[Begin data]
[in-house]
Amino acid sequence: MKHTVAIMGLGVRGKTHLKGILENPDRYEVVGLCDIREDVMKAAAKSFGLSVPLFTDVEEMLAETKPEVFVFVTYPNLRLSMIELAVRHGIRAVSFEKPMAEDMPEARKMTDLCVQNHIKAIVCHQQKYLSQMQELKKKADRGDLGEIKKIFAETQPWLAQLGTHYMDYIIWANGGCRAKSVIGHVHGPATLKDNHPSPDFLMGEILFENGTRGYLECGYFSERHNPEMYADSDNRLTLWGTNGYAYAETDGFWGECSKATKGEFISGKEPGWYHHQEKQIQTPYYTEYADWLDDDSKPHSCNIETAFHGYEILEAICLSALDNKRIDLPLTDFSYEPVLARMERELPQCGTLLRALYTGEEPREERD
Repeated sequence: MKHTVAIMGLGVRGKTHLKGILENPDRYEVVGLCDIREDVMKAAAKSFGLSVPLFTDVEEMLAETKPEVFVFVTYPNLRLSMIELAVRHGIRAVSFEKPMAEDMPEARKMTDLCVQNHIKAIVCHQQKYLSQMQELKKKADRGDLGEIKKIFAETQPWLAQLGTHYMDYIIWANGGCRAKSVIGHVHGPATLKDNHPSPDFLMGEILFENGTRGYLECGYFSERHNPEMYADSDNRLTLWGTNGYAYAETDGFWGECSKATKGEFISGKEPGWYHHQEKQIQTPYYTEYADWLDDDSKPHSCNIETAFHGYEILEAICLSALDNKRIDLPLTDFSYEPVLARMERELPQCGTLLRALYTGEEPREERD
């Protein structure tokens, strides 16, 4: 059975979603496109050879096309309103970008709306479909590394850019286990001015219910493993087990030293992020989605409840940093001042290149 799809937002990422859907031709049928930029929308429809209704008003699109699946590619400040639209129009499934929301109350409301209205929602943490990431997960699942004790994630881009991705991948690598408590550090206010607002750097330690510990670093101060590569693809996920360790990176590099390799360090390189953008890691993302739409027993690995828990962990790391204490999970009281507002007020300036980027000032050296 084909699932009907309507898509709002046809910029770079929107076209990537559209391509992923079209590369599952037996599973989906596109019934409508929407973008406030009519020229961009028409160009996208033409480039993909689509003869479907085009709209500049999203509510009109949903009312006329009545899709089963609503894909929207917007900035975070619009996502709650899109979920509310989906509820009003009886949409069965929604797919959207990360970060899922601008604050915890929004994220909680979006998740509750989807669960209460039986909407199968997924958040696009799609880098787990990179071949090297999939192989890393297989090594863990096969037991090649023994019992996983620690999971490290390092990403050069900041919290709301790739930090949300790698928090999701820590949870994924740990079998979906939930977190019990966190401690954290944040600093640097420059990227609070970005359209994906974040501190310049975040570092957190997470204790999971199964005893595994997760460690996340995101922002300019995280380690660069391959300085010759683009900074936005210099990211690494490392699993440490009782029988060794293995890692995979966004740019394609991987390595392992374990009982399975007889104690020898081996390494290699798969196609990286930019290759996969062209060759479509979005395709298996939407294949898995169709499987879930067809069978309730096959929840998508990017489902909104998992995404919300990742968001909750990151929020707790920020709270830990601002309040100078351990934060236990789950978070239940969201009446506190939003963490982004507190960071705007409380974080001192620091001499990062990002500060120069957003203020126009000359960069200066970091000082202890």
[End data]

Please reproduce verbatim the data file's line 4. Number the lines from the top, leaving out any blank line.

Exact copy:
């Protein structure tokens, strides 16, 4: 059975979603496109050879096309309103970008709306479909590394850019286990001015219910493993087990030293992020989605409840940093001042290149 799809937002990422859907031709049928930029929308429809209704008003699109699946590619400040639209129009499934929301109350409301209205929602943490990431997960699942004790994630881009991705991948690598408590550090206010607002750097330690510990670093101060590569693809996920360790990176590099390799360090390189953008890691993302739409027993690995828990962990790391204490999970009281507002007020300036980027000032050296 084909699932009907309507898509709002046809910029770079929107076209990537559209391509992923079209590369599952037996599973989906596109019934409508929407973008406030009519020229961009028409160009996208033409480039993909689509003869479907085009709209500049999203509510009109949903009312006329009545899709089963609503894909929207917007900035975070619009996502709650899109979920509310989906509820009003009886949409069965929604797919959207990360970060899922601008604050915890929004994220909680979006998740509750989807669960209460039986909407199968997924958040696009799609880098787990990179071949090297999939192989890393297989090594863990096969037991090649023994019992996983620690999971490290390092990403050069900041919290709301790739930090949300790698928090999701820590949870994924740990079998979906939930977190019990966190401690954290944040600093640097420059990227609070970005359209994906974040501190310049975040570092957190997470204790999971199964005893595994997760460690996340995101922002300019995280380690660069391959300085010759683009900074936005210099990211690494490392699993440490009782029988060794293995890692995979966004740019394609991987390595392992374990009982399975007889104690020898081996390494290699798969196609990286930019290759996969062209060759479509979005395709298996939407294949898995169709499987879930067809069978309730096959929840998508990017489902909104998992995404919300990742968001909750990151929020707790920020709270830990601002309040100078351990934060236990789950978070239940969201009446506190939003963490982004507190960071705007409380974080001192620091001499990062990002500060120069957003203020126009000359960069200066970091000082202890």